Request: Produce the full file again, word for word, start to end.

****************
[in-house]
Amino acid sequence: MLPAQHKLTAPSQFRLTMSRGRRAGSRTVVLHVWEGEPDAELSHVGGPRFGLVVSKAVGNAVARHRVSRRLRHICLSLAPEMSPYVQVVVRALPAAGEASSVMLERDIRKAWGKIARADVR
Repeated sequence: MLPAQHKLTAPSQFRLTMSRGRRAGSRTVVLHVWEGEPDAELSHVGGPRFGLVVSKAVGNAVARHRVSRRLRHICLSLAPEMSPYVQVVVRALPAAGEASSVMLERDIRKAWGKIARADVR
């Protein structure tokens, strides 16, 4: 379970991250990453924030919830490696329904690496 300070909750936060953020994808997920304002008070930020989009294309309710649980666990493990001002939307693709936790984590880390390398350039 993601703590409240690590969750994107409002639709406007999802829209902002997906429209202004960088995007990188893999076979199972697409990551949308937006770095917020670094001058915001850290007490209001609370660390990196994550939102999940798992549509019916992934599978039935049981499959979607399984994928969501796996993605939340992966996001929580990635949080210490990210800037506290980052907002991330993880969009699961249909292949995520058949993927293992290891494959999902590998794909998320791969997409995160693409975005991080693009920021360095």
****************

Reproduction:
[in-house]
Amino acid sequence: MLPAQHKLTAPSQFRLTMSRGRRAGSRTVVLHVWEGEPDAELSHVGGPRFGLVVSKAVGNAVARHRVSRRLRHICLSLAPEMSPYVQVVVRALPAAGEASSVMLERDIRKAWGKIARADVR
Repeated sequence: MLPAQHKLTAPSQFRLTMSRGRRAGSRTVVLHVWEGEPDAELSHVGGPRFGLVVSKAVGNAVARHRVSRRLRHICLSLAPEMSPYVQVVVRALPAAGEASSVMLERDIRKAWGKIARADVR
């Protein structure tokens, strides 16, 4: 379970991250990453924030919830490696329904690496 300070909750936060953020994808997920304002008070930020989009294309309710649980666990493990001002939307693709936790984590880390390398350039 993601703590409240690590969750994107409002639709406007999802829209902002997906429209202004960088995007990188893999076979199972697409990551949308937006770095917020670094001058915001850290007490209001609370660390990196994550939102999940798992549509019916992934599978039935049981499959979607399984994928969501796996993605939340992966996001929580990635949080210490990210800037506290980052907002991330993880969009699961249909292949995520058949993927293992290891494959999902590998794909998320791969997409995160693409975005991080693009920021360095």